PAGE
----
Sunday, December 1, 2013

Weeds in the harvest

I wrote this summer about the drought, about thirsty land and thirsty hearts, about animals sold and lifestyles nearly lost, and about the famine for hearing the Word of the Lord.

Finally, it rained. Oh, did it rain. It rained through the summer, revived the grass, the green appeared, we were thankful. Then it flooded. The rivers overflowed, roads were washed out, houses were damaged, yet we were thankful. Grass grew when we thought it was too cold to grow. It headed out and those dark brown heads above the green tint were a beautiful sight. A barren land returned to the land of the living. 

I knew I needed to write about this blessing, but how? How could I put into words the sheer joy we felt, or the mixed emotions when the roofs leaked and people were hit with the cost of repairs - yet we still clapped over lakes appearing in places they’d never been? 

Fall came. Finally it cooled off to the point that the summer weeds began to die, and I noticed something. Much of the green, the beauty, had not been grass. Yes, there are still gramma heads waving out in the pasture, but between the patches, the weeds have died and left patches of bare ground, where the drought affected the turf beyond what one growing season could repair. There’s no question that life has returned, but there’s no less a question that damage was done.
Sundays are exciting days in my life. My church is growing. Young families are attending and they want to be part of the life of people who serve Jesus. They want to know Jesus and we are glad. We eat with them, and I study the Bible with their children. Nothing brings more joy to my day than when a 5th grade girl looks at me at the end of the story, and says, “But don’t stop! I need to know what happens!” It’s like rain! Things are growing, the harvest is coming.

But Jesus said that the harvest would not be all wheat. He warned us that weeds were growing up with those tares (Matt. 13:24-30). And nearly every day when I leave work, or I leave church, or I leave a community event, I am struck by the thorns of those weeds. A young Christian couple, married less than 3 years and already on the brink of divorce. A woman fleeing an abusive husband, trying to find a job. A young lady with no purpose beyond her live-in boyfriend who is a world away from her. What kind of past has led to this pain?

Driving home one night, I stopped to visit friends and was struck by the contrast. I’d grieved all afternoon, over sin and over situations caused simply by sin in the world. That day, I’d been so struck that I was able only to say, “That’s odd,” when a woman shared that she was glad her brother was “only drinking a lot” in response to her grandmother’s death, and when I realized that a high school girl had given herself and lost to yet another boy.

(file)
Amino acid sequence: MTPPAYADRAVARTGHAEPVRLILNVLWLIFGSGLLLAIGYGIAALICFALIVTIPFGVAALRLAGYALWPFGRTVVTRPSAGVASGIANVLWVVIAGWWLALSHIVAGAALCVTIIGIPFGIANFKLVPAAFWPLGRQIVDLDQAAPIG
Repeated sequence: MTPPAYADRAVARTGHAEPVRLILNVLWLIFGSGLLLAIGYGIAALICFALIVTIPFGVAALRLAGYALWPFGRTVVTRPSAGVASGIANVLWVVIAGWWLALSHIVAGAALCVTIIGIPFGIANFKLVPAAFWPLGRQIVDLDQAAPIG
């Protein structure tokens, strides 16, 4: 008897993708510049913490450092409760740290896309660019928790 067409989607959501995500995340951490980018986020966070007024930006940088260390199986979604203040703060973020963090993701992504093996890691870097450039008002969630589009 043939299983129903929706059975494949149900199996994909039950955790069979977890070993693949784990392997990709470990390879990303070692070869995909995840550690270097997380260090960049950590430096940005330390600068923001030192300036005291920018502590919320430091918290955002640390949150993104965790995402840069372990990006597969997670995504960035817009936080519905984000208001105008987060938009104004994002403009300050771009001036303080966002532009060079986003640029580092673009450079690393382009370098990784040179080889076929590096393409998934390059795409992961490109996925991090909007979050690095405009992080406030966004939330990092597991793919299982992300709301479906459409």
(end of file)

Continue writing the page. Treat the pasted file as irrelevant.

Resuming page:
At my friends’ home the burden was lifted as I returned to the world in which I was raised, as I saw again faith in the God I knew: yes, situations of grief cross our paths, but hope is bigger and trust in a sovereign God who lovingly commands averts much of the pain. I said “That’s odd,” again that night, but it was only in response to one child mowing the lawn after dark in November while another taught the dog to jump from freezer to washer, much to their mom’s consternation. In the world with no hope, few have the time or peace of mind to actually sit and enjoy such moments.

And I am struck again tonight. I read of the grief of lost dreams and it resonates. My life is not what I dreamed. Then I think of other news.  The chains of drugs leaving lives more trashed than the room a family abandoned. A daughter attempting suicide. A baby lost at birth.  And those around struggling to trust in a God they cannnot see and may not know. Where will they draw the strength?  Other friends come and I rejoice in the miracle of their baby, a baby loved, a baby with a future. What of my selfishness? My problems are so minute, my pain so finite in comparison. Both death and life overshadow them, for I live in the grassy patch, where God has watered the soil for many years. 

It is the difference of the wheat and the tares, of the grass and the weeds. In the world God created, in His perfect world, in the world He recreates as He draws His people near, in the world that returns to life when the floods come, His Word guides a life that allows emotional health. Yet, sin has touched our world, the drought for the Word has taken its toll on lives, and though the rains come, the patches of weeds are still there. They will not be healed by one rain, nor by one season. It is the work of a lifetime of watering the seeds of the Word.

And so we continue to pray. May I never, never forget to pray for the barren land, watered, seeded. Lord, pull the weeds and bring the harvest.